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Tag: big horn gulch

Grand Basin Traverse: The Basins of Mineral Creek

Black Bear Pass to Columbine Lake
Saturday, August 17, 2019

This weekend I decided to skip the peak bagging for a minute and just wanted to go on a nice hike in the high country through the upper basins of Mineral Creek near Silverton. I have wanted to hike to the turquoise blue waters of Columbine Lake for a long time but I didn’t really want to follow the steep trail that everyone else does, so I decided that I would drive up to Black Bear Pass and then hike over to the lake by passing through a couple different high alpine basins and maybe stop at a couple of passes along the way. Now after hiking this route I’ve got to say that it was pretty amazing! One of the nice things about this hike is that it was all above treeline and pretty much stayed between about 12,600 feet and 13,000 feet. There were a lot of ups and downs along the way, but it didn’t feel like I was climbing a steep mountain and the route offered spectacular views in all directions right from the beginning. This Grand Basin Traverse takes you through Mineral Basin, Porphyry Basin, Silver Cloud Basin and Mill Creek Basin on your way to Columbine Lake. Along the way you have the option of climbing up to two different passes for views into Mud Lake Basin and Bridal Veil Basin, plus you will also pass by Porphyry Lake, Bullion King Lake and a number of other small tarns along the way. This is definitely the way to hike to Columbine Lake!

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Cinnamon Pass Peaks & Anvil Mountain

Friday – Sunday, September 7-9, 2018

After visiting the High Uintas Wilderness for the first time last weekend, I figured I’d stay a little closer to home this weekend to spend some quality time back in the San Juan Mountains. The summer season in the mountains is coming to an end soon and I’ll be heading off to explore the Colorado Plateau on my weekends in just a few short weeks. Midddle to late September is actually my favorite time to hike in the mountains since they are less crowded after Labor Day, the alpine tundra is already changing color, the aspen trees usually start to change color, and there are less worries about afternoon thunderstorms since the monsoon season is coming to an end. It’s a great time of the year to get in some peak bagging! Last September I headed up to Engineer Pass for a little hiking around this time of the year, so I thought I would return to the area and hit up Cinnamon Pass this time. Although I hiked to Cinnamon Mountain from the pass a few years ago, there were still a couple of peaks nearby that I hadn’t got to yet.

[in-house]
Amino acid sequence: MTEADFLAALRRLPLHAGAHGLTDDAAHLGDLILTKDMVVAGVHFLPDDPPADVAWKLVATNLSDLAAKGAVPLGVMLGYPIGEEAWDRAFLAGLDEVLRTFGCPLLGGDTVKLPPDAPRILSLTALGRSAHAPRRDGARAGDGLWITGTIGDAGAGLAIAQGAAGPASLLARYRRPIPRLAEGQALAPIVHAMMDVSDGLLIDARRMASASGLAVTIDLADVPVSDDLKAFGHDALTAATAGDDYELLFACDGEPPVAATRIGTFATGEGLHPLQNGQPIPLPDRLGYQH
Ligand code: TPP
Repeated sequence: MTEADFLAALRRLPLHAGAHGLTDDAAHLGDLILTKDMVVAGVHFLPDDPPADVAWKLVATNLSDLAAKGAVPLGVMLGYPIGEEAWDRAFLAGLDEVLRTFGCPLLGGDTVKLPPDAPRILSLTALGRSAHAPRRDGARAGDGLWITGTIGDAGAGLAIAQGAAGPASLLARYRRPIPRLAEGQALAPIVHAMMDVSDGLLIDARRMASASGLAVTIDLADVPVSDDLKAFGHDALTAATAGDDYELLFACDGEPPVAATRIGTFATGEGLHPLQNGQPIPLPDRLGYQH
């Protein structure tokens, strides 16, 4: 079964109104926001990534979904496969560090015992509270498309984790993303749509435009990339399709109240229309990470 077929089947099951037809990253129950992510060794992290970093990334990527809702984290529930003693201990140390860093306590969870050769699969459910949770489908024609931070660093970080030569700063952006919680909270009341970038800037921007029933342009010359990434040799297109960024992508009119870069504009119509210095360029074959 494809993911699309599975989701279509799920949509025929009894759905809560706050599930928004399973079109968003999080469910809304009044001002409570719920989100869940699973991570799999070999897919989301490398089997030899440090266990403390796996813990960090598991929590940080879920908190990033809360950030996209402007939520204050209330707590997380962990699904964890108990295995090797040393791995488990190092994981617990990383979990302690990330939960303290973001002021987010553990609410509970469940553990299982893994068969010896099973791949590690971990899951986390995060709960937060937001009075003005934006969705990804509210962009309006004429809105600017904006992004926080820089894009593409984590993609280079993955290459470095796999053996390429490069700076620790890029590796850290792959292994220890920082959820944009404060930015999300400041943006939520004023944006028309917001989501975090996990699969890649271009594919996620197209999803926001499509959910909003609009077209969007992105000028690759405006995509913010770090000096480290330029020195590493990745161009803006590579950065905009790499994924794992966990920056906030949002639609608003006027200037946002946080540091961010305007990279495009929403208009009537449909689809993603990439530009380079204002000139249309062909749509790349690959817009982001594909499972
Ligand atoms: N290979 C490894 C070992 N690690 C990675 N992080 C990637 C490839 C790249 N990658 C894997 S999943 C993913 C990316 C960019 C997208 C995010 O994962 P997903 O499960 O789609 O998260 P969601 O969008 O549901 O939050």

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Wetterhorn Peak

Saturday & Sunday, August 22-23, 2015

Over the years I have spent a lot of time in and around the Uncompahgre Wilderness of the San Juan Mountains, and every time I do I usually see the massive Uncompahgre Peak looming above all the other mountains along with it’s shorter but more rugged neighbor, Wetterhorn Peak. I have wanted to climb Wetterhorn Peak for a long time, but the class 3 route to it’s summit combined with exposure had stopped me from trying until I gained more experience. For years I have looked at photos and videos of the final climb to the summit and thought that there was no way I’d be able to do that, so I kept putting it off. After a few years of hiking easier fourteeners, it was finally time for me to attempt my first class 3 route and I knew it would have to be on Wetterhorn.

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Red Mountain Pass Peaks

Friday – Sunday, July 10-12, 2015

June was a busy month for me that prevented me from spending much time outside and then I got sick over the long Independence Day weekend, so it’s been quite a while since I’ve been out hiking and camping and I really needed to get back into the mountains this weekend! Since I’m a little out of shape, I thought it would be a good idea to start out the season hiking a few easier peaks near Red Mountain Pass this weekend that I’ve thought about climbing for years. Diane and I left after work on Friday and drove through Ouray to one of our go-to campsites in Mineral Basin. We quickly setup camp at 11,600 feet elevation and were soon sleeping. I know that some people have trouble sleeping at higher elevations, but I almost always sleep well over 10,000 feet and this night was no exception.

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